Throughout the world, 100 to 140 million girls and women are living with the consequences of genital mutilation. (Source : WHO)
In Africa, nearly 92 million girls aged 10 or above have undergone this practice. (Source : WHO)
In Mali, in 2008, 92% of Malian women aged 15 to 49 had been excised. (Source : UNICEF)
In Egypt, in 2005, 96% of women aged 15 to 49 had been excised. (Source : UNICEF)
Today, 11% of girls aged 0 to 18, belonging to high-risk population in France, are threatened by FGM. 20 years ago, statistics were in the 70-90% range. (INES)
Female Genital Mutilation (FGM) comprises all procedures that involve partial or total removal of the external female genitalia. Female Genital Mutilations are internationally recognized as a violation of girls' and women's rights.
The World Health Organisation (WHO) distinguishes four major types of female genital mutilation:
The reasons of this tradition
The main risk factor for genital mutilations is linked to traditional ethnic rather than religious practices. FGM is frequently a component of fertility or coming-of-age rituals, and are generally regarded as a way to ensure the chastity or “genital purity” of young women. It can be performed at any time between infancy and puberty until the age of 15.
The mutilation is performed by traditional (male or female) circumcisers, who often hold a crucial role in the life of the communities, frequently as midwives or healers. But the genital mutilations are also increasingly carried out by health professionals trained in modern medicine.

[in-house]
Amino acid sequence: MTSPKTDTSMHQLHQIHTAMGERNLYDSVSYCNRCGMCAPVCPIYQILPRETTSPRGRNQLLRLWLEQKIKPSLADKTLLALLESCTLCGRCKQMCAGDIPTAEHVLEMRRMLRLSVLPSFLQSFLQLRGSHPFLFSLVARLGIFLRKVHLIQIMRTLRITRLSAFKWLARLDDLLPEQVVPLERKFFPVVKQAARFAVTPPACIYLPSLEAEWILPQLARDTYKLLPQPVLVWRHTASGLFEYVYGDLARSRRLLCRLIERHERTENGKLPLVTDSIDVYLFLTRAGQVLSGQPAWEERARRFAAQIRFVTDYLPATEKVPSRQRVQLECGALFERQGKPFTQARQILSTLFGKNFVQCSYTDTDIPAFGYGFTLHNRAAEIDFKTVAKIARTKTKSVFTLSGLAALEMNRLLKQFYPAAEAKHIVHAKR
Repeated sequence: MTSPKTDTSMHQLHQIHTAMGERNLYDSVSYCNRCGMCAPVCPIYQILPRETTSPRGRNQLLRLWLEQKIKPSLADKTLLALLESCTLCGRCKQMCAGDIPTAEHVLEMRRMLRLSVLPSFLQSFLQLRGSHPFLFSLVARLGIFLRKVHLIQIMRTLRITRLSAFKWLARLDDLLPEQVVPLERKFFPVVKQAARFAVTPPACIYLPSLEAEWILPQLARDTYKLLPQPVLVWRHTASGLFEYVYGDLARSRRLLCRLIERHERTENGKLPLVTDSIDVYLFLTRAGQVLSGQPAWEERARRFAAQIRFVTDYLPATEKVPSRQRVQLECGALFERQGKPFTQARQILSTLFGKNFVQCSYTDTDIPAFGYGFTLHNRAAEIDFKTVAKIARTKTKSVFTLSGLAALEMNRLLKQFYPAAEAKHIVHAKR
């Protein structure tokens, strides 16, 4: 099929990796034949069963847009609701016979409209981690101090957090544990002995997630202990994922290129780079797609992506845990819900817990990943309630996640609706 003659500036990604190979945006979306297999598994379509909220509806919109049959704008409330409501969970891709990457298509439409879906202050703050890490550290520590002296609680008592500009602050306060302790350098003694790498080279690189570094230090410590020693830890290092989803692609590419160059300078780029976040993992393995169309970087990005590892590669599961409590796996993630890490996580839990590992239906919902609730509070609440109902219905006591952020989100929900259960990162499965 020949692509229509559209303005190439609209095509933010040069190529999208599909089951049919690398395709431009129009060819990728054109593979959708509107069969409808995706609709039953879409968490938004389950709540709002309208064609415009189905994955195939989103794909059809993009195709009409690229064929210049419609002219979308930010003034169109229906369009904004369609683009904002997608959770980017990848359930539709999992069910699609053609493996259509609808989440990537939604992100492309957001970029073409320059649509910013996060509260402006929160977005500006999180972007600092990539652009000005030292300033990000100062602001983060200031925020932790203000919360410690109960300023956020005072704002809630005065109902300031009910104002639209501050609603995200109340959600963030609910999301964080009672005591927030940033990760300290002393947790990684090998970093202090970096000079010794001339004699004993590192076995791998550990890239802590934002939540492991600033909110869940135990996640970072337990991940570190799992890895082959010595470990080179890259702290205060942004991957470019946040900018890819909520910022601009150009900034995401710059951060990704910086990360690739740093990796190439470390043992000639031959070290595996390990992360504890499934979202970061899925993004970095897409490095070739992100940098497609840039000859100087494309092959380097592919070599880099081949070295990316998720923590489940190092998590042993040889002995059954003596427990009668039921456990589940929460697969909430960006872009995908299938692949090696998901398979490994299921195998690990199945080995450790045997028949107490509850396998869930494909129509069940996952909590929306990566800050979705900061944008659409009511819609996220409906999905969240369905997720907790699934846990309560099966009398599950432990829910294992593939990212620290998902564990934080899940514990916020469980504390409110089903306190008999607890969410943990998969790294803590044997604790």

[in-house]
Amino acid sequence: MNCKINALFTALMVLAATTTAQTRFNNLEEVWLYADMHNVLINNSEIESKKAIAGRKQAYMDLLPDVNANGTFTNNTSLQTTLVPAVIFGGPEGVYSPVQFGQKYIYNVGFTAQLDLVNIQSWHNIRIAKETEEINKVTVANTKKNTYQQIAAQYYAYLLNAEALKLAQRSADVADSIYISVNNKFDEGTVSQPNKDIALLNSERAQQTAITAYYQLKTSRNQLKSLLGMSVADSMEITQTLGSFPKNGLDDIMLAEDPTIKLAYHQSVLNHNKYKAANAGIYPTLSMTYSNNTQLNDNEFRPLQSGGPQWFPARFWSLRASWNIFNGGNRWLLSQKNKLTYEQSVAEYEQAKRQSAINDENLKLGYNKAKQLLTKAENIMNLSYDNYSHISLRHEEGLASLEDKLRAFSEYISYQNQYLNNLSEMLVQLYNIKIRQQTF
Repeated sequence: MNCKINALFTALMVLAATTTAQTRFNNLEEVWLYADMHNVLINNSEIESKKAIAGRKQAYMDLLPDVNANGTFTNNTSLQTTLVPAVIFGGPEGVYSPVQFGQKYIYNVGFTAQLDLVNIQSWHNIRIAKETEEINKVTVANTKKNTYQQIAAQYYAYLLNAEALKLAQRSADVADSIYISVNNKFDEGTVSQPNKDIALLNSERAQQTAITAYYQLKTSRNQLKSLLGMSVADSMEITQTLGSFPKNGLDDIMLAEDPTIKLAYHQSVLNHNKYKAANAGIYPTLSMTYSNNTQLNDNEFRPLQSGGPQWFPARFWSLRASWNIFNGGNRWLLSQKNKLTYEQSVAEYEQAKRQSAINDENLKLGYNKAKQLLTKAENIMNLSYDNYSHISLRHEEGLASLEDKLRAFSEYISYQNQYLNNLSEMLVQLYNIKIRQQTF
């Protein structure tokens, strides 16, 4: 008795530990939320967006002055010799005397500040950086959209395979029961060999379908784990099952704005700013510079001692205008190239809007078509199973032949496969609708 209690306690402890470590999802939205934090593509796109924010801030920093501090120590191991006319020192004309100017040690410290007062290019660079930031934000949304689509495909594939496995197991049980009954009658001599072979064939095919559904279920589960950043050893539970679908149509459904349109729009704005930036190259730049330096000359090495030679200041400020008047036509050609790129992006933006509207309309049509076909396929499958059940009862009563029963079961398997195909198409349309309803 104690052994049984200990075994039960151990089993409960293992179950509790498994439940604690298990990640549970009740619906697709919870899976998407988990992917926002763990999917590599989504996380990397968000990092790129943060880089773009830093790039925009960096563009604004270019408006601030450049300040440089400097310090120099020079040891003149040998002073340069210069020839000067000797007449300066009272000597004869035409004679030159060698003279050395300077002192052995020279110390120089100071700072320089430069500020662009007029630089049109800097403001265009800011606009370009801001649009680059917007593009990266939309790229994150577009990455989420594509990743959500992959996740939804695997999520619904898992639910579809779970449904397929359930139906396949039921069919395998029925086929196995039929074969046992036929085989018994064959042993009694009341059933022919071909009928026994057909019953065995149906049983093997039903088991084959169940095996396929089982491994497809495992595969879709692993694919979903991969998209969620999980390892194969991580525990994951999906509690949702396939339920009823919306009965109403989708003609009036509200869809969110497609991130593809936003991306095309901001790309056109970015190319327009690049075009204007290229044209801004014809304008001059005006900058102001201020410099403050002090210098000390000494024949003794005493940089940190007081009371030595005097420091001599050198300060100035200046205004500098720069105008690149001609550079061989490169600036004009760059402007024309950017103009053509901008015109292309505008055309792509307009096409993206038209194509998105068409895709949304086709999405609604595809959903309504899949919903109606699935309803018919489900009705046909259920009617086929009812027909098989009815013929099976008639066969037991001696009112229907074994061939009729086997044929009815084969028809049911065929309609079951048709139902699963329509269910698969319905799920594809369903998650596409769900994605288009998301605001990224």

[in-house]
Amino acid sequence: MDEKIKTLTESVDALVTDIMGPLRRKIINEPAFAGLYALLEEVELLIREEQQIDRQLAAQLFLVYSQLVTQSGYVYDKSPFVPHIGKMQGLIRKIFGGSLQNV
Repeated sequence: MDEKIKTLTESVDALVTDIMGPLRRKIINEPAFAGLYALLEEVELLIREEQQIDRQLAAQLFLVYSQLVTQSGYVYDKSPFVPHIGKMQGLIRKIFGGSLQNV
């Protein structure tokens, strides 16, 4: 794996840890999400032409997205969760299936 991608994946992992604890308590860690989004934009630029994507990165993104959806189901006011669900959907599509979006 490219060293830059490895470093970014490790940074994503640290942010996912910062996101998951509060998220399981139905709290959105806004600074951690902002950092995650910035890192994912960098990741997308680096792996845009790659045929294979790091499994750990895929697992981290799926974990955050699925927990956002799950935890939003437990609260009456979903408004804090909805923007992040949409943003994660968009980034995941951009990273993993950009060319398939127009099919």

Consequences on health
Female genital mutilations present absolutely no health benefits and are harmful for women and young girls. Apart from inhibiting women’s genital pleasure, immediate and delayed complications include violent pains, septic shock, haemorrhage, tetanus, septicaemia, urine retention, or complications at childbirth.
The practice of excision is most common in Sub-Saharan Africa, in some regions of the Middle-East and in South-East Asia (Indonesia, Yemen, Malaysia). Despite official bans on excision in 15 African countries, FGM practices were recorded in 28 countries (e.g. Mali, Sudan, Ethiopia, Egypt, Somalia, Guinea) as of October 2007.
Western countries hosting large communities of migrants take action against FGM practices on their national territory (e.g. France and the Malian community) and attempt to raise community awareness to the eradication of this practice in their own countries.
Progress to eliminate the Female Genital Mutilation
Progress made on a local and international scale over the past few years includes:
Recent research has revealed that the practice could disappear very quickly if these communities were to decide on their own to abandon female genital mutilations.
A United Nations resolution to ban female genital mutilation
On December 20, 2012 the United Nations General Assembly unanimously passed a resolution banning the practice of Female Genital Mutilation. This significant milestone towards the ending of harmful practices and violations was taken by the 194 UN Member States. The FGM resolution urges countries to take all necessary measures, including enforcing legislation, awareness-raising and allocating sufficient resources to protect women and girls from this form of violence.